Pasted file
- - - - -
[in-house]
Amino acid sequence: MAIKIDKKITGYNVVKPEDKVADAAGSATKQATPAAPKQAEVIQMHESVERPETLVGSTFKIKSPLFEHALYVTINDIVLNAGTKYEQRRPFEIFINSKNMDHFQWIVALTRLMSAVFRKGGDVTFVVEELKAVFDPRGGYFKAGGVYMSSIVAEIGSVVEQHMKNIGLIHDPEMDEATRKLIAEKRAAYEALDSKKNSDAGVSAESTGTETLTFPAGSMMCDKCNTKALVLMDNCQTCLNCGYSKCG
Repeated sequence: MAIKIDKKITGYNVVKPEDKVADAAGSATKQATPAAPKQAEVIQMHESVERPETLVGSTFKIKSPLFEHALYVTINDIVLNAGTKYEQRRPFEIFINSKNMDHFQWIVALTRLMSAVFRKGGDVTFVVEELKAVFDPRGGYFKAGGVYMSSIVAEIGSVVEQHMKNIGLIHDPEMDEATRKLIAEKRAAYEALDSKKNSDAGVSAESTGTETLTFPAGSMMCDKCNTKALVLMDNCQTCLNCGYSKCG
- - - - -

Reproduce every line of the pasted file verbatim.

[in-house]
Amino acid sequence: MAIKIDKKITGYNVVKPEDKVADAAGSATKQATPAAPKQAEVIQMHESVERPETLVGSTFKIKSPLFEHALYVTINDIVLNAGTKYEQRRPFEIFINSKNMDHFQWIVALTRLMSAVFRKGGDVTFVVEELKAVFDPRGGYFKAGGVYMSSIVAEIGSVVEQHMKNIGLIHDPEMDEATRKLIAEKRAAYEALDSKKNSDAGVSAESTGTETLTFPAGSMMCDKCNTKALVLMDNCQTCLNCGYSKCG
Repeated sequence: MAIKIDKKITGYNVVKPEDKVADAAGSATKQATPAAPKQAEVIQMHESVERPETLVGSTFKIKSPLFEHALYVTINDIVLNAGTKYEQRRPFEIFINSKNMDHFQWIVALTRLMSAVFRKGGDVTFVVEELKAVFDPRGGYFKAGGVYMSSIVAEIGSVVEQHMKNIGLIHDPEMDEATRKLIAEKRAAYEALDSKKNSDAGVSAESTGTETLTFPAGSMMCDKCNTKALVLMDNCQTCLNCGYSKCG